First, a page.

Do Not Resist is an order to the viewer: watch. Videos in newsfeeds depicting the murder of black men by police open automatically without warning on our screens all the time, forcing new waves of trauma on black folks and other people of color.
This film changes the perspective, offering on-the-ground footage of protests, police-academy training, and interviews with people involved in both. Why does our society so often discount the stories of black people who face danger from the police? The Massachusetts Supreme Judicial Court has just made a ruling declaring that it is reasonable for black men to flee police officers, so great is the risk. In this new and vital documentary, Craig Atkinson interrogates what is happening in American police departments and why cops’ presence on the streets looks more and more like war.
There’s no need for commentary in the film when footage from protests in Ferguson, Missouri, immediately following Michael Brown’s death at the hands of a police officer, shows squads of cops in riot gear, holsters on their hips, facing down young black men wearing shirts reading “STOP KILLING US.”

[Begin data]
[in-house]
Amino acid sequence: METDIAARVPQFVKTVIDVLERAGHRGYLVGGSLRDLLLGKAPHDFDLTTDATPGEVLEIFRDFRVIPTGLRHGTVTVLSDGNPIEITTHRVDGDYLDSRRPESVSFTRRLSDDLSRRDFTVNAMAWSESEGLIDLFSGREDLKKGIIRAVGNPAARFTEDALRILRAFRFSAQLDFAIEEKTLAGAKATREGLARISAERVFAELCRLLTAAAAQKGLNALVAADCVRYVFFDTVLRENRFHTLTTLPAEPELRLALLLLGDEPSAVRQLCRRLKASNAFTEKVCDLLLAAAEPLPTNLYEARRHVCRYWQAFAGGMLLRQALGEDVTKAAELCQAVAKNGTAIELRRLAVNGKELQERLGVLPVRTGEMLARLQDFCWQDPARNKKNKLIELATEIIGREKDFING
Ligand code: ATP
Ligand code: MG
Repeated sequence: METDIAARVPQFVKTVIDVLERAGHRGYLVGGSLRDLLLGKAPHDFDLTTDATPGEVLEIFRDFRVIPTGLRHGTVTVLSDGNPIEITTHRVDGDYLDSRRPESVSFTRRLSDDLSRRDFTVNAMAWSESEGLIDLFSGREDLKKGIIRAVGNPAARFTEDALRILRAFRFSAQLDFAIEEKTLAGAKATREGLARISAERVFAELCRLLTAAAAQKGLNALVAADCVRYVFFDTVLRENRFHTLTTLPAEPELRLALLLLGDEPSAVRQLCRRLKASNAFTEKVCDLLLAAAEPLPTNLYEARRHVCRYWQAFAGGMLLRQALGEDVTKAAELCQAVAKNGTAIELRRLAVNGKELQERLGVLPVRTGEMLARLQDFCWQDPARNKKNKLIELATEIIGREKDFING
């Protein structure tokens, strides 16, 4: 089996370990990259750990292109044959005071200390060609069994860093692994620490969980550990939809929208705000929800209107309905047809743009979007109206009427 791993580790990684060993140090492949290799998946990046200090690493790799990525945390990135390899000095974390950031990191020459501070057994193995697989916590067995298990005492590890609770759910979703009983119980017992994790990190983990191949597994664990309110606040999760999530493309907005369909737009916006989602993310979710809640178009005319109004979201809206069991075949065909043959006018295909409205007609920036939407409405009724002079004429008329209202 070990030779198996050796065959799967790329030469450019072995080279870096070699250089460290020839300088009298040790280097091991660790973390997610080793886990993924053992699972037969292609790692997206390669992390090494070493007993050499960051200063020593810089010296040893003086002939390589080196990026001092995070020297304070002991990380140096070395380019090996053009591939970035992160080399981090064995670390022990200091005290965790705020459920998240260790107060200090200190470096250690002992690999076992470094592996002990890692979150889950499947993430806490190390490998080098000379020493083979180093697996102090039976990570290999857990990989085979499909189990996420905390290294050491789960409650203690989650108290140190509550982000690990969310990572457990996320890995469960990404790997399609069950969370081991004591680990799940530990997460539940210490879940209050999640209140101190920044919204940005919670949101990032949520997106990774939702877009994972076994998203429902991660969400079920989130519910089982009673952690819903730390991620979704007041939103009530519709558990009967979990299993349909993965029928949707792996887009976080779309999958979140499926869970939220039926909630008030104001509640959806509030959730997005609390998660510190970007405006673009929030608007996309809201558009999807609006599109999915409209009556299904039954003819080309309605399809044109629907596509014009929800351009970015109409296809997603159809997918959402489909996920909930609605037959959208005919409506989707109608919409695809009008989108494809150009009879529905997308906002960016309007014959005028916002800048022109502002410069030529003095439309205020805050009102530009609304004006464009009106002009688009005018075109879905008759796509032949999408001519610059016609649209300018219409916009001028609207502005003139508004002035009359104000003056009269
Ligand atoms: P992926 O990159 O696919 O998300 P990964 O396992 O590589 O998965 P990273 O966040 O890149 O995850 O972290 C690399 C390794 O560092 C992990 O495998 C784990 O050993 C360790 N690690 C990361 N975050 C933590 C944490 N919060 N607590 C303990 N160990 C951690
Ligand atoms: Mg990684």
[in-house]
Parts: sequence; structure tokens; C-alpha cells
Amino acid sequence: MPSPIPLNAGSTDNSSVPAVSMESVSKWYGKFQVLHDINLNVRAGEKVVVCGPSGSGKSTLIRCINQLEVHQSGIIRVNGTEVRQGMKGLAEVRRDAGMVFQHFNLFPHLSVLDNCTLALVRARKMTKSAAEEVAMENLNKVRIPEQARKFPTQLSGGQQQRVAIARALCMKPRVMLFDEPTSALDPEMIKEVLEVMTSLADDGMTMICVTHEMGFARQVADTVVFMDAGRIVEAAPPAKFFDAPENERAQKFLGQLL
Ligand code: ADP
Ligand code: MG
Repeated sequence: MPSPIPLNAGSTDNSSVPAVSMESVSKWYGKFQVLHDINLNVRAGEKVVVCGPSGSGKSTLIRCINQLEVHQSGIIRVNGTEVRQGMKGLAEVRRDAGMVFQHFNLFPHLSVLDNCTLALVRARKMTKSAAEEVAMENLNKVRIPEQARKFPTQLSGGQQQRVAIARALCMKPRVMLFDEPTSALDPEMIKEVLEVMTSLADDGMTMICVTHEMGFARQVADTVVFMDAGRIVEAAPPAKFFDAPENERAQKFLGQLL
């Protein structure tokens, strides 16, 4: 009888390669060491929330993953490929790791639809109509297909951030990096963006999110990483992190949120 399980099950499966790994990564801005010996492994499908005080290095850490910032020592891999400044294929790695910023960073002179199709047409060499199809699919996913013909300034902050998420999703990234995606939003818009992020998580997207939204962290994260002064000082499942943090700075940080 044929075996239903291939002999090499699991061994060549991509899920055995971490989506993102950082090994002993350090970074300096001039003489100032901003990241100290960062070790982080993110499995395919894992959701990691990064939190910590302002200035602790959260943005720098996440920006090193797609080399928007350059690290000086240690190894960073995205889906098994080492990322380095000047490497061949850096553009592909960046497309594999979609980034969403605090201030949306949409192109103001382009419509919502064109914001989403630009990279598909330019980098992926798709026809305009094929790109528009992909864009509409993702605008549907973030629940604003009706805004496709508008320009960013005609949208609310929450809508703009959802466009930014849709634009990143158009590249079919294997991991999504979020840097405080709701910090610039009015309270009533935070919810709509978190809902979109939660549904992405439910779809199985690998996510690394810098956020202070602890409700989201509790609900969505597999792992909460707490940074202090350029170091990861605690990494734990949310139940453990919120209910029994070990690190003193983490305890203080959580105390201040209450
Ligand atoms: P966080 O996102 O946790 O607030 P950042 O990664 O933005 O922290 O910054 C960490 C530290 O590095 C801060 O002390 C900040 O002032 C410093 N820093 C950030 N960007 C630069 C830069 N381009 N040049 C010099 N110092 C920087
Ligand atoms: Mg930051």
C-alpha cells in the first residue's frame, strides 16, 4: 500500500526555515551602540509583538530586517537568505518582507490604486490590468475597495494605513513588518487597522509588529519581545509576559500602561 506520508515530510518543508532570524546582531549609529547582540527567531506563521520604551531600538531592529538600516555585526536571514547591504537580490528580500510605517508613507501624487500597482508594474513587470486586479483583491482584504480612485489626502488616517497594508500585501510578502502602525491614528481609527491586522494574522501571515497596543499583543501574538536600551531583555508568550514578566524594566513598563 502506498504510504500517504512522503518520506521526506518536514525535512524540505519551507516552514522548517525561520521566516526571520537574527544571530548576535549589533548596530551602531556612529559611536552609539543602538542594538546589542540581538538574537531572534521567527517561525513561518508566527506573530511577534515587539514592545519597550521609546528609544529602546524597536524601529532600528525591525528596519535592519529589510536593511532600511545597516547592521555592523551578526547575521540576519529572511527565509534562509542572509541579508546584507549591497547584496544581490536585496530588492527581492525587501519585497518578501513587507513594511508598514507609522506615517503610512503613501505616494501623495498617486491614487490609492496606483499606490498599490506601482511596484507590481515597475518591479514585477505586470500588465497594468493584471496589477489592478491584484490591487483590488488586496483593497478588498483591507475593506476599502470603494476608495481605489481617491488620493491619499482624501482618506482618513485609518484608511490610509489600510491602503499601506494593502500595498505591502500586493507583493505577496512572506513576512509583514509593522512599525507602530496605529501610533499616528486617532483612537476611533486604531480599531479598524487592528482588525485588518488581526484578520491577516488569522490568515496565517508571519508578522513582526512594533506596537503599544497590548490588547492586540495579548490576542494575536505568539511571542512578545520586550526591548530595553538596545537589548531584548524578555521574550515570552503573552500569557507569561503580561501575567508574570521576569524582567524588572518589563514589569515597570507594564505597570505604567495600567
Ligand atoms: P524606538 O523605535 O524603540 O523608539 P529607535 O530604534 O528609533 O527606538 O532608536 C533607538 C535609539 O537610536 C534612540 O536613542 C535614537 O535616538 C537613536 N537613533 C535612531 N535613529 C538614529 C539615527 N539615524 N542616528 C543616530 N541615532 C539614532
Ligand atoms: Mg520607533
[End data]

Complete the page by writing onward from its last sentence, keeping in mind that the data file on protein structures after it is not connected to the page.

Why do police act this way? What is the culture creating this? At local and national levels, Atkinson investigates. His visit to a police academy, where officers in training are told that the riskiness of their day jobs guarantees great sex back home, illuminates the objectification, detachment, and selfish brutality of American police culture — and why it might be so seductive. Atkinson focuses on the growing resistance to it; we must, too.
Do Not Resist
Directed by Craig Atkinson
Distributed by Vanish Films
Now Playing, Film Forum
This article from the Village Voice Archive was posted on October 4, 2016